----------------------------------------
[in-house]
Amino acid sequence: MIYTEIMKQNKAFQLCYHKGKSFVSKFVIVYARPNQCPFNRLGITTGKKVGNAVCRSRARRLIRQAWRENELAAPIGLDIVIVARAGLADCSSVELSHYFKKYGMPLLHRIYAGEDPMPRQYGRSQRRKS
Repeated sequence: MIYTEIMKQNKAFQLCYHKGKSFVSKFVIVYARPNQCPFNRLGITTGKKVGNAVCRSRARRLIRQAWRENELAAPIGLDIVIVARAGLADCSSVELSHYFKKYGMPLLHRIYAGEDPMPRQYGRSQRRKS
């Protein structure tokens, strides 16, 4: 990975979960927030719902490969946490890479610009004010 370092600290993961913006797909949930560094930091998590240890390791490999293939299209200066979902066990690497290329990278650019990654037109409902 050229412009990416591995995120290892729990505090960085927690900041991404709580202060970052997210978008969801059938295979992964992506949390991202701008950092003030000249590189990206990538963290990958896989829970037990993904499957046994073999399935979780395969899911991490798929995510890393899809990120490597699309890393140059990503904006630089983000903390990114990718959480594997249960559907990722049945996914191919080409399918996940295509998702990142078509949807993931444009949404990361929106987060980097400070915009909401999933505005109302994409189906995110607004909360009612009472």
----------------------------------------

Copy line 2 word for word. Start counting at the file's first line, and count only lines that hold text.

Amino acid sequence: MIYTEIMKQNKAFQLCYHKGKSFVSKFVIVYARPNQCPFNRLGITTGKKVGNAVCRSRARRLIRQAWRENELAAPIGLDIVIVARAGLADCSSVELSHYFKKYGMPLLHRIYAGEDPMPRQYGRSQRRKS